by Derek Hook, Chapter Four from Critical Psychology, 2004
Perhaps Frantz Fanon's greatest source of originality as a critical theorist lies in his combination of psychology and politics. This overlapping of political and psychological forms of analysis is seen in the fact that Fanon approaches the problems of national liberation and social revolution from the vantage point of
psychopathology, and the problems of personal identity through a sustained focus on the violence of the colonial encounter (McCulloch, 1983). To put this more precisely:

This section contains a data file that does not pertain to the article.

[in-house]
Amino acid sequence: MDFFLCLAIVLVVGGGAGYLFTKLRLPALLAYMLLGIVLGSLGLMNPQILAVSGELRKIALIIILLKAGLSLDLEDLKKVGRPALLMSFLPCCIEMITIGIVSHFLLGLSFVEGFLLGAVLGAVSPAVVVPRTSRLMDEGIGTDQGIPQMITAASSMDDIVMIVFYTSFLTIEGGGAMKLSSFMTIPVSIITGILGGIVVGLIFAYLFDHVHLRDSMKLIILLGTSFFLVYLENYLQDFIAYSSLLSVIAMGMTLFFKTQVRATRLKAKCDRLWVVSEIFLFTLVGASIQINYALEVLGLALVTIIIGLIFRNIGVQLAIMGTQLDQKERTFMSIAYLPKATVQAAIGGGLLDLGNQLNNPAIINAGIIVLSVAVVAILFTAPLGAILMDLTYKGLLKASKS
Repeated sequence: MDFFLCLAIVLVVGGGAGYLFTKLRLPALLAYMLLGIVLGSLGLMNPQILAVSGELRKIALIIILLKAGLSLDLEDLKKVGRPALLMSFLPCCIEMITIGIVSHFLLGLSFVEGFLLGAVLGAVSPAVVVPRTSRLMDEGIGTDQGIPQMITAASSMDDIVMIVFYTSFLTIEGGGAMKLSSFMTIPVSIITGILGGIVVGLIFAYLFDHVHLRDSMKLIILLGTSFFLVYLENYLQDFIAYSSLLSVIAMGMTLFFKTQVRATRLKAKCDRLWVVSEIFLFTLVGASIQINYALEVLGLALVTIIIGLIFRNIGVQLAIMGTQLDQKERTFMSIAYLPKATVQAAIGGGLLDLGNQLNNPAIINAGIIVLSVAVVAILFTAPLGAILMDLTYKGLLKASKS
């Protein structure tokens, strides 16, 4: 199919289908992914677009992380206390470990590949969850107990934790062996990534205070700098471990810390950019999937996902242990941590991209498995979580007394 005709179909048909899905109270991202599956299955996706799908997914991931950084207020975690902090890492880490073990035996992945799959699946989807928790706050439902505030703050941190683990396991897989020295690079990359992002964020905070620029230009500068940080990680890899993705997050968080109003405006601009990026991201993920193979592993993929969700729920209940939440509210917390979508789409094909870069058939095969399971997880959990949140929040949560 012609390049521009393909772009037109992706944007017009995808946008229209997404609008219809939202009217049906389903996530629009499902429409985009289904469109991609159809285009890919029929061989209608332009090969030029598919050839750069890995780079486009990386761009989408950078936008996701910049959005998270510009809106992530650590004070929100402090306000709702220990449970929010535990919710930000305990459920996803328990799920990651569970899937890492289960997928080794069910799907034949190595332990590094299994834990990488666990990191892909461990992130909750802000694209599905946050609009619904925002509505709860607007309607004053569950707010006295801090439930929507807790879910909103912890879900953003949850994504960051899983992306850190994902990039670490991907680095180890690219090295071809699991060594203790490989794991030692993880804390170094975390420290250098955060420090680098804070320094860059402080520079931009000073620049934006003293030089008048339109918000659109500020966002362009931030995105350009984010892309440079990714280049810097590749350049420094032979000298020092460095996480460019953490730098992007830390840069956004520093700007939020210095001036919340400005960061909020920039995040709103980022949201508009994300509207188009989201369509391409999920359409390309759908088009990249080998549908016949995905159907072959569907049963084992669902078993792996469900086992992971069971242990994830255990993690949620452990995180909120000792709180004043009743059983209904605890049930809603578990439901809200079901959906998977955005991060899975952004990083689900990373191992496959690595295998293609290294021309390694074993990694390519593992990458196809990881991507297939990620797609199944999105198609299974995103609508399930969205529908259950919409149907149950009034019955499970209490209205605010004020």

"All of Fanon's work falls into that category where the sciences of personality and the sciences of society converge [in an attempt] to traverse the distance between an analysis of the consciousness of the individual and the analysis of social institutions (McCulloch, 1983, 206-207)."
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